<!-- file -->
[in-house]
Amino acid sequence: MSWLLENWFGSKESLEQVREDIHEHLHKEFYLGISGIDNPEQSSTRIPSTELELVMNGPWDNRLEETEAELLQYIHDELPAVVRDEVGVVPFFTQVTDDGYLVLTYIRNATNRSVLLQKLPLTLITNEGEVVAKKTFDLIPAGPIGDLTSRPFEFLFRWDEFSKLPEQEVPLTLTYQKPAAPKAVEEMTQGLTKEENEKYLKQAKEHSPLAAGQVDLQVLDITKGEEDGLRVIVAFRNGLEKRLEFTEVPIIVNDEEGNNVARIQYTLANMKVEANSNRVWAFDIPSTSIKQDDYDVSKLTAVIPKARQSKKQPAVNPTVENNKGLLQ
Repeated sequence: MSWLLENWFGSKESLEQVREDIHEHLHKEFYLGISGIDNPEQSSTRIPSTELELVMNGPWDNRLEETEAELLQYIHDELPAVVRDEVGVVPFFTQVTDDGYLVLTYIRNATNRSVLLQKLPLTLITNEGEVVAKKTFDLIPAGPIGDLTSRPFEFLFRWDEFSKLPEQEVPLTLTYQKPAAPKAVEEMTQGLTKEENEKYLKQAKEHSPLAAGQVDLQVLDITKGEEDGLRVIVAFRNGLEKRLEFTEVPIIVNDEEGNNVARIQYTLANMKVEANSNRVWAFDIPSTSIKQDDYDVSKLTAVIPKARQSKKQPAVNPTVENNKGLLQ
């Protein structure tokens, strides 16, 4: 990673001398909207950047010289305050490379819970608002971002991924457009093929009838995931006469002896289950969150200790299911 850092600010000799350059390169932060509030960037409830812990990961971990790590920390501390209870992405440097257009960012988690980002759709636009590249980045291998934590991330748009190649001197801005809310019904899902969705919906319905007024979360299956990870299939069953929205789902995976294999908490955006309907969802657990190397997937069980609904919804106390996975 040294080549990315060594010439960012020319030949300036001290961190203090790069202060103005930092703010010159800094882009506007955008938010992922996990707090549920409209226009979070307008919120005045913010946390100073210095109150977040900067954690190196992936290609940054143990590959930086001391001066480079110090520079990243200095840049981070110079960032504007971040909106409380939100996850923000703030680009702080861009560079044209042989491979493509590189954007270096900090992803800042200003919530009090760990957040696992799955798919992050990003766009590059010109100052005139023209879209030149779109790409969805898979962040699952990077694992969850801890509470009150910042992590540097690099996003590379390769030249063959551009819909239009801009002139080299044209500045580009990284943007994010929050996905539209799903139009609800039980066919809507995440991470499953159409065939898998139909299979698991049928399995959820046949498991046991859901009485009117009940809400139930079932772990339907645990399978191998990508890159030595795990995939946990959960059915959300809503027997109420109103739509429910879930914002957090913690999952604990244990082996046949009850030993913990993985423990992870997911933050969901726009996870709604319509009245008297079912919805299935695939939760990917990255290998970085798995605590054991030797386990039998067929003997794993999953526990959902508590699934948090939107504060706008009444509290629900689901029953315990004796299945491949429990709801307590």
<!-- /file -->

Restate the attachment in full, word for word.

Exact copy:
[in-house]
Amino acid sequence: MSWLLENWFGSKESLEQVREDIHEHLHKEFYLGISGIDNPEQSSTRIPSTELELVMNGPWDNRLEETEAELLQYIHDELPAVVRDEVGVVPFFTQVTDDGYLVLTYIRNATNRSVLLQKLPLTLITNEGEVVAKKTFDLIPAGPIGDLTSRPFEFLFRWDEFSKLPEQEVPLTLTYQKPAAPKAVEEMTQGLTKEENEKYLKQAKEHSPLAAGQVDLQVLDITKGEEDGLRVIVAFRNGLEKRLEFTEVPIIVNDEEGNNVARIQYTLANMKVEANSNRVWAFDIPSTSIKQDDYDVSKLTAVIPKARQSKKQPAVNPTVENNKGLLQ
Repeated sequence: MSWLLENWFGSKESLEQVREDIHEHLHKEFYLGISGIDNPEQSSTRIPSTELELVMNGPWDNRLEETEAELLQYIHDELPAVVRDEVGVVPFFTQVTDDGYLVLTYIRNATNRSVLLQKLPLTLITNEGEVVAKKTFDLIPAGPIGDLTSRPFEFLFRWDEFSKLPEQEVPLTLTYQKPAAPKAVEEMTQGLTKEENEKYLKQAKEHSPLAAGQVDLQVLDITKGEEDGLRVIVAFRNGLEKRLEFTEVPIIVNDEEGNNVARIQYTLANMKVEANSNRVWAFDIPSTSIKQDDYDVSKLTAVIPKARQSKKQPAVNPTVENNKGLLQ
């Protein structure tokens, strides 16, 4: 990673001398909207950047010289305050490379819970608002971002991924457009093929009838995931006469002896289950969150200790299911 850092600010000799350059390169932060509030960037409830812990990961971990790590920390501390209870992405440097257009960012988690980002759709636009590249980045291998934590991330748009190649001197801005809310019904899902969705919906319905007024979360299956990870299939069953929205789902995976294999908490955006309907969802657990190397997937069980609904919804106390996975 040294080549990315060594010439960012020319030949300036001290961190203090790069202060103005930092703010010159800094882009506007955008938010992922996990707090549920409209226009979070307008919120005045913010946390100073210095109150977040900067954690190196992936290609940054143990590959930086001391001066480079110090520079990243200095840049981070110079960032504007971040909106409380939100996850923000703030680009702080861009560079044209042989491979493509590189954007270096900090992803800042200003919530009090760990957040696992799955798919992050990003766009590059010109100052005139023209879209030149779109790409969805898979962040699952990077694992969850801890509470009150910042992590540097690099996003590379390769030249063959551009819909239009801009002139080299044209500045580009990284943007994010929050996905539209799903139009609800039980066919809507995440991470499953159409065939898998139909299979698991049928399995959820046949498991046991859901009485009117009940809400139930079932772990339907645990399978191998990508890159030595795990995939946990959960059915959300809503027997109420109103739509429910879930914002957090913690999952604990244990082996046949009850030993913990993985423990992870997911933050969901726009996870709604319509009245008297079912919805299935695939939760990917990255290998970085798995605590054991030797386990039998067929003997794993999953526990959902508590699934948090939107504060706008009444509290629900689901029953315990004796299945491949429990709801307590």